Full disclosure: OutIn60 comped our tickets for this game.

Out in 60 – The Pyramid [Review]

‚ÄúFortune and glory, kid. Fortune and glory.‚ÄĚ – Indiana Jones

Location: Hoboken, NJ

Date played: September 27, 2016

Team size: up to 8; we recommend 3-4

Duration: 60 minutes

Price: $29 per ticket

Story & setting

Our team of Indiana Jones-ian archaeologists were exploring an 8,000 year-old pyramid with dark secrets.

The Pyramid, an entirely lockless game, was almost completely¬†handcrafted. The game’s creators built nearly every prop and piece of decor. This included many¬†3D printed items and a ton of hidden technology.

As a result of the hand construction, this was a room that looked like no other. Not every component was refined or polished, but it was original, unusual, and clearly built with love.

In-game, image of the wall with a grid of sandstone embossed with hieroglyphs.


The Pyramid was unapologetically inspired by the Indiana Jones trilogy (and that travesty from 2008 with the same cast and director). From the story to the interactions, The Pyramid was clearly designed to make us feel like Indy and his crew. Consequently, the puzzles were physically interactive and linear.

Additionally, The Pyramid rewarded players with keen observational skills more that most escape rooms do (and that’s saying something). Generally, once we found everything and determined¬†which components went together, deriving the solutions wasn’t too¬†challenging.

The hinting was almost entirely automated. Over the course of a puzzle, hints would automagically trigger based on timing and what we had accomplished. The net effect was that as time wore on, each puzzle became easier. Our team was impressed by this feature, but torn on whether we liked or disliked it.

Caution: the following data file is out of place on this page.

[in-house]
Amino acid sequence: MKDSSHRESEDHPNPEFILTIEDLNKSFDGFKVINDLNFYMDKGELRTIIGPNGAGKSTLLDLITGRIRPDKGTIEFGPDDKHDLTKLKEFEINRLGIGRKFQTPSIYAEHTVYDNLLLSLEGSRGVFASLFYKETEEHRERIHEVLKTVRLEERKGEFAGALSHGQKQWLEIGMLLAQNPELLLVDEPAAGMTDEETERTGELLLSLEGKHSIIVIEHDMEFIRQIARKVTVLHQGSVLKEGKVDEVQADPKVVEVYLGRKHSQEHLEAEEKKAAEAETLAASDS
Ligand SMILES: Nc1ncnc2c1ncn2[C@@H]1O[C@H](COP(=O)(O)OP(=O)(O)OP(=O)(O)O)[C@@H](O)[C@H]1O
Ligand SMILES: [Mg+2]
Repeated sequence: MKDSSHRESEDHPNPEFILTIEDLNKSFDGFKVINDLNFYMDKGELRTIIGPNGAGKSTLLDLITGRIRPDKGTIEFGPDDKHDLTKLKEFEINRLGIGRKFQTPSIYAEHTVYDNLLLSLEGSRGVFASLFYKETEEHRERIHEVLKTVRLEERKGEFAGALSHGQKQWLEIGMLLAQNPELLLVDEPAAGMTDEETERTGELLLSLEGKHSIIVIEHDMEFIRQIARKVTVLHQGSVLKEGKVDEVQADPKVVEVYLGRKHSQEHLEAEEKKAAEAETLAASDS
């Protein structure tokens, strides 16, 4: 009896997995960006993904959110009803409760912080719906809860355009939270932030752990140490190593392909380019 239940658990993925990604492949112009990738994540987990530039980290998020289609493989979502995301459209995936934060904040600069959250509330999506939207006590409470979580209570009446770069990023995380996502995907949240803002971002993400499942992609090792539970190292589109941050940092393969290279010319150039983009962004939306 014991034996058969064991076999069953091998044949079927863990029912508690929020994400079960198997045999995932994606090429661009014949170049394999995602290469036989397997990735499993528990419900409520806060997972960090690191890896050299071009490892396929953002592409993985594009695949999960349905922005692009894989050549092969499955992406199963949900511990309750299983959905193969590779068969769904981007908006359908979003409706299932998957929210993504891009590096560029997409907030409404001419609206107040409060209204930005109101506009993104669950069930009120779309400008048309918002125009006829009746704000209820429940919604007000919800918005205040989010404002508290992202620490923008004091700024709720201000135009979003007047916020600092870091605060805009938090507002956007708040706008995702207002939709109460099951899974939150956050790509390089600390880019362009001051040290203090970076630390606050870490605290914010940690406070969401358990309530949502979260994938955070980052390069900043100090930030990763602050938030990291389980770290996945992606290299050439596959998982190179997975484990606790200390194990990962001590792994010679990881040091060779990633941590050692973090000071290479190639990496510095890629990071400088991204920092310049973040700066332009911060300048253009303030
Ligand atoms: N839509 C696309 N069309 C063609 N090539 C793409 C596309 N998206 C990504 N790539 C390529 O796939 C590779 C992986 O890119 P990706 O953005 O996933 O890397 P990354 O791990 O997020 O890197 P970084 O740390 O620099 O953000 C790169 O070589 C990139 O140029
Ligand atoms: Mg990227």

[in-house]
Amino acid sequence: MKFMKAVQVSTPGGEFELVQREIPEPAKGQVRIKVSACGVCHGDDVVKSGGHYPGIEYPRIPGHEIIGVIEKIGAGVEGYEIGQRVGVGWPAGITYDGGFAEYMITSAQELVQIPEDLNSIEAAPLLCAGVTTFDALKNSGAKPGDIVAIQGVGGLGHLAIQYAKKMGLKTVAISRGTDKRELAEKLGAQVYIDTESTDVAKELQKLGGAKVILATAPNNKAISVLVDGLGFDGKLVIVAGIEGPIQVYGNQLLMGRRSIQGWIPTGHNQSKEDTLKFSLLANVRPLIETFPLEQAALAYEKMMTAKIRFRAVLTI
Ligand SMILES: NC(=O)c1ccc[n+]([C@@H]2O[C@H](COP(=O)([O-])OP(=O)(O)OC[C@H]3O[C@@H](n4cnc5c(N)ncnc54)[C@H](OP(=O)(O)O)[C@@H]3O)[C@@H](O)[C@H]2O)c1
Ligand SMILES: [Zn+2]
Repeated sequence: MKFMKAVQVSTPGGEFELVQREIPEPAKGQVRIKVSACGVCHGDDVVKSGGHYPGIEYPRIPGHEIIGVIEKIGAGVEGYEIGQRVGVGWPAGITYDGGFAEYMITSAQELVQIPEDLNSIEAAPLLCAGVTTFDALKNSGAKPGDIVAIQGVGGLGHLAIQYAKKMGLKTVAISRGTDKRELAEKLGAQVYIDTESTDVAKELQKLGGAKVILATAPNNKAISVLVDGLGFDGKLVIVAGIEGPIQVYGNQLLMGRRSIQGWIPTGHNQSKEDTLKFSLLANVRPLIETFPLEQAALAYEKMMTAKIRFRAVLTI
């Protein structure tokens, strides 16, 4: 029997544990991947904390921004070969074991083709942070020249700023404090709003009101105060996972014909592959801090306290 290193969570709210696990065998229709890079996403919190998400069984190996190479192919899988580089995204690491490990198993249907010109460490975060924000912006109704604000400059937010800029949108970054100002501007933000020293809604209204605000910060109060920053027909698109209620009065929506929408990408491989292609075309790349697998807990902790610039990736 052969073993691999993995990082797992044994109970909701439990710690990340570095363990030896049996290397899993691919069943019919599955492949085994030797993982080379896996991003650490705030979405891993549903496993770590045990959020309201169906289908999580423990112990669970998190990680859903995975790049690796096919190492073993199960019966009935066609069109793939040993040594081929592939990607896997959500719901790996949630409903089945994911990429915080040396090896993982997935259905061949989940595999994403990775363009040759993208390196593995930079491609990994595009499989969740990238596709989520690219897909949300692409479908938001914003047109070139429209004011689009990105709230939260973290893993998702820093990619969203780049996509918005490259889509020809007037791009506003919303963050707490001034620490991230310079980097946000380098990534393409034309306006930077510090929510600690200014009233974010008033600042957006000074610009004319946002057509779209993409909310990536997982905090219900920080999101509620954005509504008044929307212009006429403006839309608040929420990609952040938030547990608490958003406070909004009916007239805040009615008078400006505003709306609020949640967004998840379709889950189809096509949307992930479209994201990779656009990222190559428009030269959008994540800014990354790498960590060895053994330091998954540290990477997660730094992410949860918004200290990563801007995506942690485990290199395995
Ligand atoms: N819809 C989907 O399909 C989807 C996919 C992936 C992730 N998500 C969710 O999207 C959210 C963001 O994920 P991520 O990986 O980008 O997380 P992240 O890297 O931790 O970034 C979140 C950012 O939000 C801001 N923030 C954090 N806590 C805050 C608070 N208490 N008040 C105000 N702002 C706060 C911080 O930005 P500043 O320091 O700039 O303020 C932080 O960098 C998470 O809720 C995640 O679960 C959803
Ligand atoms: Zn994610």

The unique construction of The Pyramid was an unexpected breath of fresh air from a brand new company.

The level of love, care, and inventiveness was superb.

The lockless design was thematic and surprising.

There were a number of brilliant physically interactive puzzles. In the middle of The Pyramid, there was a run of about five puzzles that truly impressed me . One interaction after another put big smiles on the faces of our entire team.


While the handcrafted and 3D printed construction was a welcome addition to the game, it would have benefited from additional refinement. All of the 3D prints would have been more compelling with some post processing. While the exteriors of major set pieces generally looked good, their interiors would have been improved by the same love and care.

There was a lot of clue doubling. Most puzzles could be solved through different sets of clues. This over-cluing led to either confusion or oversimplification.

Audio cues were critical, but¬†the speaker system didn’t have enough clarity. We occasionally struggled to hear what was going on.

We accidentally circumvented a major late puzzle due to a bug. It was a shame because the puzzle was really cool and I wanted to solve it.

The ending kind of fizzled out, especially in comparison to some of The Pyramid’s best parts.

Should I play Out in 60’s The Pyramid?

The Pyramid was an unusual game in a number of ways. It was completely lockless, automated, and more handmade than most escape rooms. It was also Out in 60’s first game, which makes its achievements all the more impressive.

That said, it had its bumps, some of which came from the simple fact that the design was more complex than the norm. None of these faults came anywhere close to experience breaking, and many of them could be improved through iteration should Out in 60 choose to do so.

Improvements or not, this is one of the more interesting games in New Jersey and I wholeheartedly recommend it. I think that players who have experienced at least one or two games will get more out of it because they will better grasp what makes it special.

Book your hour with Out in 60’s , and tell them that the Room Escape Artist sent you.

Full disclosure: Out in 60 comped our tickets for this game.